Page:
Viewpoint: U.S. High Performance Computing: If Nothing Changes, Nothing Changes

Share this post:

An IBM technology policy expert examines the state of U.S. high performance computing, its role as a driver of innovation and discovery, and the importance of legislation that will sustain America’s leadership in this vital area of technology.

By Mark O’Riley, Technology Policy Executive, IBM Government and Regulatory Affairs

Over the past six decades, the U.S. government, has sponsored the development and deployment of ever more capable high performance computing (HPC) computing systems, which in turn drives remarkable advances in the state of the art of high end computing, and establishes U.S. dominance in the area.

Government funding has played a vital role in seeding the information technology industry. Federal funding also has been instrumental in creating the human resources that drive the innovation process. Without this support, the considerable progress we see today would not have been realized. Through the public, industry, and academic partnership, these efforts have produced ground breaking research in science, manufacturing, aerospace and healthcare, among other industries.

To formally solidify the nation’s support of advanced computing, the High Performance Computing Act of 1991 was signed into law. As then stated in the bill “advances in computer science and technology are vital to the Nation’s prosperity, national and economic security, and scientific advancement.” By 1997, we realized the first teraflop system with ASCI Red at Sandia National Laboratory (equivalent to roughly 10 of today’s laptops).

Again in 2005, as technology advanced and the global competitive landscape evolved, the High Performance Computing Act of 2005 was signed into law providing for “long term basic and applied research on high performance computing.”

Both bipartisan efforts assured the American leadership in high performance computing would not only be maintained but flourish. In 2007, at Los Alamos Laboratory, we realized the first petaflop supercomputer (Roadrunner), a system delivering a peak performance of 1.45 petaflops (roughly 15 thousand high performance laptops).

Our capabilities have not gone unnoticed in the global community where today leadership high capability systems can be found in countries far and wide including China, Japan, the United Kingdom, and Germany amongst others. In 2014, the Department of Energy awarded three contracts, one each to Oak Ridge National Laboratory, Argonne National Laboratory, and Livermore National Laboratory to develop platforms with at least 100 times the capability of Roadrunner.  In the space of seven years, our national research and development programs have further cemented the United States position.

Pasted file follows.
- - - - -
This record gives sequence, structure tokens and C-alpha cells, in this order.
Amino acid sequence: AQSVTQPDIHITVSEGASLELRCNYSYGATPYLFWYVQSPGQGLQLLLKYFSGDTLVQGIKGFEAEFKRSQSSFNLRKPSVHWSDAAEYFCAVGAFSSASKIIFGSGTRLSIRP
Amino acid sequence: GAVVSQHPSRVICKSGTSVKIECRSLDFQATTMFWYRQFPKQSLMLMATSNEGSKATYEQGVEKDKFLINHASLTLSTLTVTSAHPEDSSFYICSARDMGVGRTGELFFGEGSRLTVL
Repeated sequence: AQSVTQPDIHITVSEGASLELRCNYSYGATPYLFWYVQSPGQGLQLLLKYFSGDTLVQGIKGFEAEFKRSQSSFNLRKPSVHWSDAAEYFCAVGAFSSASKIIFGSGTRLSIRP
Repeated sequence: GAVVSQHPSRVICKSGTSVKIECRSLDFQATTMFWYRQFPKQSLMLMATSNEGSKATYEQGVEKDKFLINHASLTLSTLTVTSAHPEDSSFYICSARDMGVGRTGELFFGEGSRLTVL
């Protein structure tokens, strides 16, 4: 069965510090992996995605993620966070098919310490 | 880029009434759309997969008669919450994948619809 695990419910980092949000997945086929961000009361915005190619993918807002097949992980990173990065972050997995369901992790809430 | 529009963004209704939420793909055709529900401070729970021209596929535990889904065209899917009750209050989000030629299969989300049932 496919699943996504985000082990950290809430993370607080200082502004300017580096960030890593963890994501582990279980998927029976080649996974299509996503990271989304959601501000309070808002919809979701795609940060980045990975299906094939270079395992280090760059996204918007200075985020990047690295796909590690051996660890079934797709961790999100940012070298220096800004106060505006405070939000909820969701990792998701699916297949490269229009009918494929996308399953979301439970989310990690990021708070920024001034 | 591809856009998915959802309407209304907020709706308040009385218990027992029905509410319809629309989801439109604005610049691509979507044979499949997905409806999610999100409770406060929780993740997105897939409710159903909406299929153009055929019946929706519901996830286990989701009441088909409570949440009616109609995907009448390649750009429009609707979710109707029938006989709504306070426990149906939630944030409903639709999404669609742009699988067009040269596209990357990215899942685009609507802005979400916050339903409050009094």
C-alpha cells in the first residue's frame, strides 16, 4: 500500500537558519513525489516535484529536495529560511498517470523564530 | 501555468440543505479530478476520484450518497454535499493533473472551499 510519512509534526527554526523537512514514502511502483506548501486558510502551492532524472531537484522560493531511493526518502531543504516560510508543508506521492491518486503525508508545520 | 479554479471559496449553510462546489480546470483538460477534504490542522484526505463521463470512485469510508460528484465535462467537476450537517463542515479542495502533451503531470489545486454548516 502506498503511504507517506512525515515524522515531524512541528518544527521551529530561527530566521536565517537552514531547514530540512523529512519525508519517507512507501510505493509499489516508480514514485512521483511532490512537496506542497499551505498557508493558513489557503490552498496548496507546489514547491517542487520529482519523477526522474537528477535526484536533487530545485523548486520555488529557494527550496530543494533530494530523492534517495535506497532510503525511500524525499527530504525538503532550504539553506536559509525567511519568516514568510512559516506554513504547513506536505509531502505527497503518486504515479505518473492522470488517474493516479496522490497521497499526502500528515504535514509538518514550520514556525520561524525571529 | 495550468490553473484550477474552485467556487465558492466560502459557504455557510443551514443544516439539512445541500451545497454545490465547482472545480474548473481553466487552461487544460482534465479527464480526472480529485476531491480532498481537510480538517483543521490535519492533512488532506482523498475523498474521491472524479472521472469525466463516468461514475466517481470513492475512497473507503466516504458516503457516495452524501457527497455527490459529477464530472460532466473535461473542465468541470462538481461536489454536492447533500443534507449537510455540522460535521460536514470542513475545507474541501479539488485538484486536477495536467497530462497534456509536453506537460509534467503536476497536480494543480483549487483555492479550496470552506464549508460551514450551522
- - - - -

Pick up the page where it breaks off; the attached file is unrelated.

Now the time has come again to revisit the nation’s policy of High Performance Computing. In both the House of Representatives and the Senate, bills have been introduced updating the 2005 Act to reflect the ever increasing pace of technological development. H.R. 874 and S. 454, both bipartisan efforts, would position the nation for the development of an exascale platform, which would produce a peak performance improvement of at least 700 times over the 2007 platform. The capabilities of this system should include the ability to manage the explosion of Big Data volumes we expect to see in the coming years, as well as to perform complex analytics and gain important insight from that data, allowing research in many fields to accelerate at a pace that we could only imagine some 60 years ago.

This enormous increase in computational power, tied to the platform’s data centric capabilities, would enable discovery to take very significant steps forward.

We applaud both the Congress and the Administration for supporting this effort because, as we opened, “if nothing changes, nothing changes.”

More stories

Bias in AI: How we Build Fair AI Systems and Less-Biased Humans

Artificial intelligence (AI) offers enormous potential to transform our businesses, solve some of our toughest problems and inspire the world to a better future. But our AI systems are only as good as the data we put into them.

Continue reading

A New Public-Private Partnership to Advance Cybersecurity in France

IBM today opened its new Security Operations Center (SOC) in Lille, France. The SOC offers security incident and response services to organisations that are at the heart of the French society and economy. Operating 24 hours a day, seven days a week, the security center team will monitor the latest security events, assess their potential impact […]

Continue reading

Four decades. Nine jobs. One company. Meet Albert, IBM’s first-ever new collar employee.

Nearly 40 years before the first class of P-TECH students graduated high school with an associate’s degree and a pathway to a new collar career in tech (and before the term “new collar” was even coined), Albert Schneider was on his way to becoming the first new collar IBMer. Albert began working full time after […]

Continue reading